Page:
It wasn't the best thing,
and I'm not proud.
It's not the worst
that could happen. Nobody died.
Oh, don't be such a martyr, Carlos.
OK, it takes two people.
How many times did you go off on your
business trips and leave me alone?
See, so technically, you cheated too.
It's just your mistress was your work.
No! OK, that was a stretch. I'm sorry.
Carlos, wait! Come back.
Look, I wanna start over.
We're gonna have a baby!
Isn't that what you always wanted?
Carlos, wait! I said I was sorry,
and I love you! What more do you want?
I want a paternity test.
Hi, I am Bree Van De Kamp,
- and this is my daughter Danielle.
- Hey, I'm Matthew.
- This is my son.
I would have been over sooner
to introduce myself,
but I'm afraid there's
been a death in my family.
- My dad.
- I'm so sorry.
I lost my dad too. I know what you
must be going through right now.
- Thank you.
- Anyway, I'm afraid that my visit
has an ulterior motive.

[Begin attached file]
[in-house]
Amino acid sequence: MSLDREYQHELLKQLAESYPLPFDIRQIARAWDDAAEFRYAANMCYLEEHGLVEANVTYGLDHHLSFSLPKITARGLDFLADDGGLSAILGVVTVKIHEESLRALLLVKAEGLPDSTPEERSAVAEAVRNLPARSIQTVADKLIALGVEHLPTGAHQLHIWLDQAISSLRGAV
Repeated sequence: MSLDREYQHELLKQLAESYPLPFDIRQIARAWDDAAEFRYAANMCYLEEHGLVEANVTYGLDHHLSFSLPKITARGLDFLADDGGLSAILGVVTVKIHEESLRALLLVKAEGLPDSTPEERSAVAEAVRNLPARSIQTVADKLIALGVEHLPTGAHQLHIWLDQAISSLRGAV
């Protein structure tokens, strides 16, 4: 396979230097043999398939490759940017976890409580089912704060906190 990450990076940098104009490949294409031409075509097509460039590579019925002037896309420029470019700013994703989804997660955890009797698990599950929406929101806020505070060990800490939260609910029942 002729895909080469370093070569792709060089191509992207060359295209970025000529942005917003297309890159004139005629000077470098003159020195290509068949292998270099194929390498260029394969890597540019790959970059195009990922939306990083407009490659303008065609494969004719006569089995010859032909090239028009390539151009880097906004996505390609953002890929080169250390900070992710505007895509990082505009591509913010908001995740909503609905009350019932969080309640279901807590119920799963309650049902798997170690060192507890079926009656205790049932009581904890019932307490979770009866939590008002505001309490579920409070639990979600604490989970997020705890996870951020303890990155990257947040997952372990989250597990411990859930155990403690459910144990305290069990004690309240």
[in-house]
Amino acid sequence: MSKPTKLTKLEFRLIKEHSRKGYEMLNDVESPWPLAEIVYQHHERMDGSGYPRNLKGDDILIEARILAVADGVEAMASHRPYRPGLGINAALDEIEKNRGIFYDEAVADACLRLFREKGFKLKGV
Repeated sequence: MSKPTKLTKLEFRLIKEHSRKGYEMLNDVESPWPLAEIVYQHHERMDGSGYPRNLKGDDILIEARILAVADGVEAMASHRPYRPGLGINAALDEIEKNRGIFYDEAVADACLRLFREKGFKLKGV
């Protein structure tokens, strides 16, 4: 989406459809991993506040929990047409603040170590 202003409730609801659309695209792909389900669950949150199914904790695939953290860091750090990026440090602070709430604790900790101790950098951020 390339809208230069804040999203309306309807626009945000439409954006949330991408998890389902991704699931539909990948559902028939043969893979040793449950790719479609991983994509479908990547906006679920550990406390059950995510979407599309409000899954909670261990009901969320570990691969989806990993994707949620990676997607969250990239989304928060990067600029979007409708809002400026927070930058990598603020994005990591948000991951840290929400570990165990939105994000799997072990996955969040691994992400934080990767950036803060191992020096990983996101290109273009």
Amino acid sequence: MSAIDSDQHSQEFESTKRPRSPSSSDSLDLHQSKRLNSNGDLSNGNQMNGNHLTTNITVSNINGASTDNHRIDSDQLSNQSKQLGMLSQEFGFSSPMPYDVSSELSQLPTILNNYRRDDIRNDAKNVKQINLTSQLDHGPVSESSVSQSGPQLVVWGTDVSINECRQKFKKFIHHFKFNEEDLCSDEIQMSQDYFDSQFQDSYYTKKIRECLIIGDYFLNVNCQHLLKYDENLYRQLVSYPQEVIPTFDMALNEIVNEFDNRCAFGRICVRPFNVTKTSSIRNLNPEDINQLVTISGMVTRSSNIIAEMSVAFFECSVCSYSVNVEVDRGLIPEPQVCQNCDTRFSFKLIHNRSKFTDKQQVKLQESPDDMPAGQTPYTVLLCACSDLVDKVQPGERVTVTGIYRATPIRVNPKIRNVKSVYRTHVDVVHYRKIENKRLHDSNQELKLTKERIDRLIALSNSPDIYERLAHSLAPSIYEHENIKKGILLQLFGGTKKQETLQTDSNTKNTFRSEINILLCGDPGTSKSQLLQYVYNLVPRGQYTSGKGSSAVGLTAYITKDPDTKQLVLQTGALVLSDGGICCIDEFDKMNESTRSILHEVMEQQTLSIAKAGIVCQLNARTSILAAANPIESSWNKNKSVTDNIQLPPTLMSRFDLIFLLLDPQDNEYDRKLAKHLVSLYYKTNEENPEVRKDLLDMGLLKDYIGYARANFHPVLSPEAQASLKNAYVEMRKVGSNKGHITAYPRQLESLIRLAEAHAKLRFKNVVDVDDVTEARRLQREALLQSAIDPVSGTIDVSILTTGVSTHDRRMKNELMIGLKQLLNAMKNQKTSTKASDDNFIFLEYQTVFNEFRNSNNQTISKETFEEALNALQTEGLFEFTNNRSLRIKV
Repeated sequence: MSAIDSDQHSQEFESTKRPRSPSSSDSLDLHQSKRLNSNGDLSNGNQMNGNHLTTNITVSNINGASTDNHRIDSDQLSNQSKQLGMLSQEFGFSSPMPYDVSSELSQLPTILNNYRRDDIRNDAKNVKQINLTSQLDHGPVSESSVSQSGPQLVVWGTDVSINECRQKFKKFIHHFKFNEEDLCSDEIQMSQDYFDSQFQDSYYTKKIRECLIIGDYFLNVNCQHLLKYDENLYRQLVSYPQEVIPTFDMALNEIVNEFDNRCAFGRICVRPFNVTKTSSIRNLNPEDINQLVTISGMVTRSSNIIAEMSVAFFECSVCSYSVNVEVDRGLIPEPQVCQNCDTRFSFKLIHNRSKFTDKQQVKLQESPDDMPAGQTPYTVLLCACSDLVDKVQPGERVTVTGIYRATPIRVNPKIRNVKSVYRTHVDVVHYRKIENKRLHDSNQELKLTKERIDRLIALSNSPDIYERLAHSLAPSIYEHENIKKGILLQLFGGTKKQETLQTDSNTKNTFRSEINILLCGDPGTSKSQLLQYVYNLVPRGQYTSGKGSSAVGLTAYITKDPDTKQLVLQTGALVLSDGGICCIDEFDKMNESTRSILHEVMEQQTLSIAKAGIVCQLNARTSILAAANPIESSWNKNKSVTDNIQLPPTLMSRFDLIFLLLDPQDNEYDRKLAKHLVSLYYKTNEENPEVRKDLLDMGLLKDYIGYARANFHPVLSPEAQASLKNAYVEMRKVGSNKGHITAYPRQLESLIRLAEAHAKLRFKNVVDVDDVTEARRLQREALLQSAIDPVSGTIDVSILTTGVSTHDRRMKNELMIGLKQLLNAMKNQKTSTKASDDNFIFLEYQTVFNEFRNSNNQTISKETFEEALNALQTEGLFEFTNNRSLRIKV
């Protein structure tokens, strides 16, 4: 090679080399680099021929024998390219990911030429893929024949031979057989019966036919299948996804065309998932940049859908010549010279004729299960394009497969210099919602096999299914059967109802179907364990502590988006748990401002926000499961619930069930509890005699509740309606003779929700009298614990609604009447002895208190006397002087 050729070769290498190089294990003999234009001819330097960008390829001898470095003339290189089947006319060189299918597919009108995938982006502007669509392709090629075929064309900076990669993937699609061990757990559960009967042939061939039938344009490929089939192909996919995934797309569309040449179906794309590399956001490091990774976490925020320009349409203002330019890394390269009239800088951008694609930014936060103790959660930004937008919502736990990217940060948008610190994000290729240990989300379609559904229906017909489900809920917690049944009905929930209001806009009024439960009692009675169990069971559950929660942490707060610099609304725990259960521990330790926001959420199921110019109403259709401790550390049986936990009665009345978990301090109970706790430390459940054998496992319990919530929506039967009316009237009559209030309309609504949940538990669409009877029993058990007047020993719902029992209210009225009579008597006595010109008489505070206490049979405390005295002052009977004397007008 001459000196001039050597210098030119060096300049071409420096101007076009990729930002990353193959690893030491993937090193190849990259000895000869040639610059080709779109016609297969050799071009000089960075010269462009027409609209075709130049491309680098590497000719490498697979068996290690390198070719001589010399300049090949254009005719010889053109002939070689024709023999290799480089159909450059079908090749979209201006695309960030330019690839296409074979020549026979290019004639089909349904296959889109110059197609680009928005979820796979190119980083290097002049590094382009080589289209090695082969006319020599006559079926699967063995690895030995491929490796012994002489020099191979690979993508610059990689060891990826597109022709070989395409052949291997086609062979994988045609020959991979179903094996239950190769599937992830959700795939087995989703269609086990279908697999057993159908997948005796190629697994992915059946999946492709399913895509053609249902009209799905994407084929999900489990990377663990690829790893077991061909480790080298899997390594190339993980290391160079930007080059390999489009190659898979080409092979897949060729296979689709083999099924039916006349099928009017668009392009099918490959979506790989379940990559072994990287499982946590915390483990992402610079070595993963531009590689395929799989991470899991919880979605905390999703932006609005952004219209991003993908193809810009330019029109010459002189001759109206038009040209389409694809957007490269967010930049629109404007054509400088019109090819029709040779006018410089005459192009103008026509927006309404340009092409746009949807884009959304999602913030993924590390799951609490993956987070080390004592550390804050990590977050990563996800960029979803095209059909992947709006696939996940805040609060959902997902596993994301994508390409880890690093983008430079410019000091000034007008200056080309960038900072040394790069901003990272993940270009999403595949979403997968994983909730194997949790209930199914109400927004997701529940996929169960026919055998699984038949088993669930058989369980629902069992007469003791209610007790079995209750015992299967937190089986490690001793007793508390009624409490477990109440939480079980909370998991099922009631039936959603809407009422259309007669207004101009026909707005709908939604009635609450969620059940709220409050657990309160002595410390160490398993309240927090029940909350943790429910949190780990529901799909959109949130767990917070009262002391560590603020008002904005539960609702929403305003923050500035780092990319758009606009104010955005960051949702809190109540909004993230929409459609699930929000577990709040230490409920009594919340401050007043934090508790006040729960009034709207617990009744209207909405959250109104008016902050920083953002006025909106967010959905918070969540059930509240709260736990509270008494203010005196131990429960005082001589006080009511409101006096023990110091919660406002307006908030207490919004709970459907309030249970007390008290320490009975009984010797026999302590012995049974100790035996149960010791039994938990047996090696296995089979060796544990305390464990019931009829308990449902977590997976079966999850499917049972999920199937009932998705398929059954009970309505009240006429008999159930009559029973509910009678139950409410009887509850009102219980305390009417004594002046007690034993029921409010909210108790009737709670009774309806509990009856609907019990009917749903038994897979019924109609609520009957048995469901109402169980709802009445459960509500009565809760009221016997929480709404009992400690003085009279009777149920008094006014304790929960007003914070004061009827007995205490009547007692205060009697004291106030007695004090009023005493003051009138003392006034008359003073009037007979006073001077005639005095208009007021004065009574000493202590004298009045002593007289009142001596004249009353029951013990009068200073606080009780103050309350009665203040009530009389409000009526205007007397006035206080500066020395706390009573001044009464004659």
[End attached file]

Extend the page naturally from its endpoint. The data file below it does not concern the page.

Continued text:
The organist at our church is
on vacation, and Edie Britt mentioned
that you used to be a concert pianist...
I would be honoured to play for you.
Why don't I bring sheet music over,
and we can plan some selections.
Thank you. That's just
a huge weight off my shoulders.
- These are for you.
- How sweet.
Bree, we widows have to stick together.
Pretending your father's dead?
Don't you find that a little morbid?
I thought it could help our cover story.
Just, you know, win them over.
Oh, sweetie, I know you meant well.
But in the future,
you leave the cleverness to me.
Since when are we protected
by Dorset Security?
We're not. It's a deterrent
in case Zach comes back.
I told Mike I didn't sleep last night,
so he got me this sign.
That guy is so supportive.
You know he's out on a ride-along
with the police searching for Zach?
to see that kid behind bars.
I want you to let everybody know
that we got this new security system.
- Work it into the conversation.
- I gotta tell you something.
- Emphasize motion detectors.
- What? What is it?
Yesterday I overhead Mike telling that
cop that he didn't wanna press charges.
He made it sound like it was your fault.
Hi. I need a paternity test.
We'll just schedule you for an exam.
Oh, no, no.
I don't need to take a test.
I am just trying to reassure my husband
of what I know is true in my heart.
So if you could just slip me
someone else's test results,
I can make my own.
I got Photoshop for Christmas.